To the Editor:
There is so very much yet to learn about addiction. Why do people end up addicted? Can’t they just say no? Isn’t experimentation with drugs and alcohol just a phase that one will grow out of? Do we treat with medication? Rehabilitation? Meetings? Tough love? How do I know my loved one is an addict? Who do I turn to if I have these questions?
As we struggle to answer these questions, we try to do two things: Figure out how to prevent addiction, and figure out how to treat it. But there is a large fallout much in need of dealing with, for other than those who are addicted and die, or those who are addicted and live: those whose lives the addict has touched and touched deeply, to the core of our deepest nerve. Parents, siblings, teachers, judges, healthcare providers, therapists, counselors, law enforcement, coaches, relatives, friends, employers, acquaintances, deep and casual, etc. We are all touched. All affected, our entire community.
We all pay a price, even if it is simply one moment of sadness in our day, as we glance upon one so deeply entrenched in a world we wish to never come close to. As the conversation about searching for answers to addiction grows, so must the conversation about supporting those who suffer through the fallout. We all suffer. We all are touched. We all must be kind to each other and support each other, as we struggle to find a remedy to this epidemic. We all need each other.
I need you.
I am worried about our community, all aspects of it, fearing that we cannot speak of the “unspeakable” drug or alcohol addiction. It is one of the most difficult subjects to approach, and I understand why it is avoided. It’s OK. It is not something easy to talk about.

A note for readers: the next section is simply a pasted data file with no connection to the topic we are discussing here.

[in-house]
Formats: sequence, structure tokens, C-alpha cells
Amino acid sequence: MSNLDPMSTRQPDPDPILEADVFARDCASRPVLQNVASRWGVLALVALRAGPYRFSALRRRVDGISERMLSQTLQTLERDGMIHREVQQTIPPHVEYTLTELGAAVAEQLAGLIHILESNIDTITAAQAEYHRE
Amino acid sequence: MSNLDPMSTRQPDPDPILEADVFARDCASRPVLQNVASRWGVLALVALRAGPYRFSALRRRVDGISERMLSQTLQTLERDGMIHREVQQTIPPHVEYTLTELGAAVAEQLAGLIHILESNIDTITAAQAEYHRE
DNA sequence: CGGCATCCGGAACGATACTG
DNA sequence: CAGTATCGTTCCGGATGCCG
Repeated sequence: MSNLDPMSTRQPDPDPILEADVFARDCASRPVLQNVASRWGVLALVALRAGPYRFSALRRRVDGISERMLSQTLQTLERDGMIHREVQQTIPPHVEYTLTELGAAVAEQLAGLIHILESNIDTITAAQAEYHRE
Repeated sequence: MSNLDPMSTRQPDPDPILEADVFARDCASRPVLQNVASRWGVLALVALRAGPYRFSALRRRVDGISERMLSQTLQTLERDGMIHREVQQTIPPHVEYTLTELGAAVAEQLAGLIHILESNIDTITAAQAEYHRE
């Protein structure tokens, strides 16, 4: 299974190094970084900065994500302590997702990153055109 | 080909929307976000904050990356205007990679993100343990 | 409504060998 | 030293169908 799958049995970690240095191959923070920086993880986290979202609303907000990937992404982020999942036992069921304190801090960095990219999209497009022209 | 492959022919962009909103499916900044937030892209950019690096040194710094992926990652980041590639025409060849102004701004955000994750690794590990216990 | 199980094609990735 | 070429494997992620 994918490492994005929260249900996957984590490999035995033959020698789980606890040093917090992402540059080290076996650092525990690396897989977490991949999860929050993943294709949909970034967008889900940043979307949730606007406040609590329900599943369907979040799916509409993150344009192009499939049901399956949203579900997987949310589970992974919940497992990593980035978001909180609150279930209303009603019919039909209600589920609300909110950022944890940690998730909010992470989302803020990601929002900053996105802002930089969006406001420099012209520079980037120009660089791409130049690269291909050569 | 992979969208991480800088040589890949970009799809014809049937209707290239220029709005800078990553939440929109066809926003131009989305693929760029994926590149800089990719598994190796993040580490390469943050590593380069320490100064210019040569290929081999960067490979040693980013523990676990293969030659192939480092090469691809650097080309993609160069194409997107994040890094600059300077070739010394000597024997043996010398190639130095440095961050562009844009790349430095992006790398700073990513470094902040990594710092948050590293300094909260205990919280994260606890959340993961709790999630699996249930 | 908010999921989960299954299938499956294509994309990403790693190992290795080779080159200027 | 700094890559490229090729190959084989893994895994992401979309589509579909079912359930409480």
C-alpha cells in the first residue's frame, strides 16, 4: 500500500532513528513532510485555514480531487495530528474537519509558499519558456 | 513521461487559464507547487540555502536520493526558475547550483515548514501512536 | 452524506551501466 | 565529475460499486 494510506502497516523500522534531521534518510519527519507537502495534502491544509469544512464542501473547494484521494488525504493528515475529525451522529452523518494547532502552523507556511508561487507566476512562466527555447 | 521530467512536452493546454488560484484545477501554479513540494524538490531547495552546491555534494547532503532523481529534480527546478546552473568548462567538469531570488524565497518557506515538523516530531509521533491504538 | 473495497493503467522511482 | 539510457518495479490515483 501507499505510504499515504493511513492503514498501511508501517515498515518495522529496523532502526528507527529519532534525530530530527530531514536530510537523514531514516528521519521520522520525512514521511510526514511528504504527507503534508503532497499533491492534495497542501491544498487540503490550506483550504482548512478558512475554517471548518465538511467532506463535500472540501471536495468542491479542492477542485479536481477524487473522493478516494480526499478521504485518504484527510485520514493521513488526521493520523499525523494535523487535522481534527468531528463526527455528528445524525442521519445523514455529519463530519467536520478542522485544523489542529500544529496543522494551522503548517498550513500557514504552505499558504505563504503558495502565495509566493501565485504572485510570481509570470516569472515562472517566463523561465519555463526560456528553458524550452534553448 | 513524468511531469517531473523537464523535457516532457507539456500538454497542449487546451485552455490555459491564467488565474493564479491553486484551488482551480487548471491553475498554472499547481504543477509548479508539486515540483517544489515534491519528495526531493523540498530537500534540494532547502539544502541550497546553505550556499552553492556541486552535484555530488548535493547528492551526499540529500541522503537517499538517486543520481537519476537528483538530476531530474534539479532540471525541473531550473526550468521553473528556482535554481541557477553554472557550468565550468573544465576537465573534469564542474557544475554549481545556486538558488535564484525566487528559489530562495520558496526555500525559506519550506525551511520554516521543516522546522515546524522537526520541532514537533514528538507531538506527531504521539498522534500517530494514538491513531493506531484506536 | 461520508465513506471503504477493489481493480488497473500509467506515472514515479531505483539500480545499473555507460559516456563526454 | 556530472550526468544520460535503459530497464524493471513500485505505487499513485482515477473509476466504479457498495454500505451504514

If you ask me how I’m doing and I break down in tears, thank you. You have allowed me to be real and vulnerable, and you have become a closer friend. If you ask me how I feel and I cannot respond, thank you. You have shown me you care, and given me hope we may have a conversation another day.
Please don’t ask me how I feel if all you can handle is good news. I will be real with you, and you may not like what you hear. But it will be real. I want nothing more than to give you good news.
I don’t want to feel I can’t walk through my community, do my shopping, go to the Post Office, or grab a cup of coffee for fear that I may make you feel uncomfortable. I am here for you, as I hope you are here for me.
You may know someone suffering through a relationship with a loved one dealing with addiction. You may be suffering yourself. It is one of the most painful and isolating experiences one can go through. Please, to help all of us who are living in this isolating world, keep the conversation going. One’s voice can be very powerful. I hope that our ability to be curious, concerned, caring, and charitable human beings will hold each other up to get through this, together.